6. C.P. Chan, H. Lam, C. Surya, Preparation of Cu2ZnSnS4 films by electrodeposition using ionic liquids. Sol. Energ. Mat. Sol. C. 94, 207 (2010). doi:10.1016/j.solmat.2009.09.003 
7. K. Wang, B. Shin, K.B. Reuter, T. Todorov, D.B. Mitzi, S. Guha, Structural and elemental characterization of high efficiency Cu2ZnSnS4 solar cells. Appl. Phys. Lett. 98, 051912 (2011). doi:10.1063/1.3543621
8. K. Wang, O. Gunawan, T. Todorov, et al., Thermally evaporated Cu2ZnSnS4 solar cells. Appl. Phys. Lett. 97, 143508 (2010). doi:10.1063/1.3499284 
9. A. Redinger, S. Siebentritt, Coevaporation of Cu2ZnSnS4 thin films. Appl. Phys. Lett. 115, 173502 (2014). doi:10.1063/1.4871664 
10. H. Katagiri, K. Jimbo, S. Yamada, et al., Enhanced conversion efficiencies of Cu2ZnSnS4-based thin film solar cells by using preferential etching technique. Appl. Phys. Express 1, 041201 (2008). doi:10.1143/APEX.1.041201 
11. P.A. Fernandes, P.M.P. Salome, A.F. daCunha, Growth and Raman scattering characterization of Cu2ZnSnS4 thin films. Thin Solid Films 517, 2519 (2009). doi:10.1016/j.tsf.2008.11.031 
12. K. Moriya, K. Tanaka, H. Uchiki, Cu2ZnSnS4 thin films annealed in H2S atmosphere for solar cell absorber prepared by pulsed laser deposition. Jpn. J. Appl. Phys. 47, 602 (2008). doi:10.1143/JJAP.47.602 
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Additional Info

  • Type of Publishing: JOUR - Journal
  • Title:

    Property dependence of CuxZnSnS4 thin films on the Cu composition ratio deposited by a sol–gel method

  • Author: Kailiang Fu, Ping Liu, Chao Liu, Fang Yang, Yongsheng Chen, Jingxiao Lu, Shi-e Yang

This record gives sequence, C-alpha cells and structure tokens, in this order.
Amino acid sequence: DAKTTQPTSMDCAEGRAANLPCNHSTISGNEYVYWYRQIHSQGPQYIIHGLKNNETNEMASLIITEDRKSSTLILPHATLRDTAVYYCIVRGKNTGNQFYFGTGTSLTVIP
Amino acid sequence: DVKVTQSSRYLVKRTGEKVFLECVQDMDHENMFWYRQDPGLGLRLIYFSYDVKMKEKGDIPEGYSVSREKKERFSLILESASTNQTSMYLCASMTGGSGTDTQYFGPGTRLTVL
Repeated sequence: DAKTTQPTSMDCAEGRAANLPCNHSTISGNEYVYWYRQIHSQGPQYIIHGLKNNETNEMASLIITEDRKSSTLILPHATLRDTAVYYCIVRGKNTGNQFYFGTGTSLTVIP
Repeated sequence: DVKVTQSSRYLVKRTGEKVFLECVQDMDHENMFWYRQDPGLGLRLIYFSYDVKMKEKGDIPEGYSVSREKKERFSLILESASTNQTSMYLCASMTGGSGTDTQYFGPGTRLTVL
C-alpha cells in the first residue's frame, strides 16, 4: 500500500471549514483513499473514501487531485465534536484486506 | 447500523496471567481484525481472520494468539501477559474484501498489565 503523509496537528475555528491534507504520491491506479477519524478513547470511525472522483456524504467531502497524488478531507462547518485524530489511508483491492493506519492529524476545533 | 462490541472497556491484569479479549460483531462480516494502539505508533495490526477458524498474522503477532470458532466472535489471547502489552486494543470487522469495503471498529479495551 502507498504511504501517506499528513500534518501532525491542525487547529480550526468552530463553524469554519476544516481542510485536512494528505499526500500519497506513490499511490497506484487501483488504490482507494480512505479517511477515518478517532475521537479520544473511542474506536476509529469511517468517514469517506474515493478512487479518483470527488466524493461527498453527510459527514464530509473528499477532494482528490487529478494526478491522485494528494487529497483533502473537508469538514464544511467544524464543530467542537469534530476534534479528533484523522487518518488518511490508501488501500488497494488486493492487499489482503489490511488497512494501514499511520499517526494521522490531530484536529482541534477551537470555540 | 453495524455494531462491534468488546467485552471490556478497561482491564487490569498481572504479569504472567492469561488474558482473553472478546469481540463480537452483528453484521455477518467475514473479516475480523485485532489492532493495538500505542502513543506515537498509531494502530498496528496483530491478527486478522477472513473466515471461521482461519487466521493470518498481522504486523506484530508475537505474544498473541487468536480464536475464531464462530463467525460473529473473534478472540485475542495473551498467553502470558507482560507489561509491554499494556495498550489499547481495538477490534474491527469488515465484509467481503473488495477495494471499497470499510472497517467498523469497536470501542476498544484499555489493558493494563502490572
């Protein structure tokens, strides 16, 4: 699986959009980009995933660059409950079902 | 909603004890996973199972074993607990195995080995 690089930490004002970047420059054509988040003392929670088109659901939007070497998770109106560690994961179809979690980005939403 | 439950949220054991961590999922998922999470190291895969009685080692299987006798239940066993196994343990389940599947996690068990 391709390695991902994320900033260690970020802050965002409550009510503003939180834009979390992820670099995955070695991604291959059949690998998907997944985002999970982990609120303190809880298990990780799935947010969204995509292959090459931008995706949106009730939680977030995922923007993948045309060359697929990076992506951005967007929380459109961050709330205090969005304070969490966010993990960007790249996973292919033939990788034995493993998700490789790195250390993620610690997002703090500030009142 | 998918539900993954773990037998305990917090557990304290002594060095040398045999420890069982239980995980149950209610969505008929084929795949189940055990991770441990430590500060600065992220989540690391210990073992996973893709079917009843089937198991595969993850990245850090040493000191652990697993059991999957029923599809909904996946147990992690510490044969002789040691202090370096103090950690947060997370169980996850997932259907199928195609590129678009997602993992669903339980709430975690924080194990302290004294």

• Year: 2014
  • Volume: 1
  • Issue: 1
  • Journal Name: Materials and Electronics Engineering
  • Publisher: Nicety Press Company Limited
  • ISSN: 2410-1648
  • URL: http://www.meej.org/volume-1/december-2014/item/368-property-dependence-of-cuxznsns4-thin-films-on-the-cu-composition-ratio-deposited-by-a-sol%E2%80%93gel-method
  • Abstract:

    We report the relation between secondary-phase formation and Cu composition ratio in a precursor solution for Cu2ZnSnS4 (CZTS) thin films. The films were prepared by a sol–gel method from the methanolic solution of a metal–thiourea complex, followed by annealing processes with elemental sulfur under protective N2 gas. With decreased Cu/(Zn+Sn) in solution, the secondary phase transformed from Cu2SnS3 (CTS) to Sn2S and ZnS, resulting in decreased conductivity and irregularly varied optical bandgap. This phenomenon indicated that decreasing the Cu composition ratio contributed to the elimination of the formation of CTS and Sn2S phases to obtain Zn-rich film. The optimum kesterite structure of CZTS film was synthesized at Cu/(Zn+Sn) = 0.80 and Zn/Sn = 1.2, with the conductivity of 0.02 S/cm and the bandgap of 1.47 eV.

  • Publish Date: Thursday, 18 December 2014
  • Start Page: 7
  • DOI: 10.11605/mee-1-7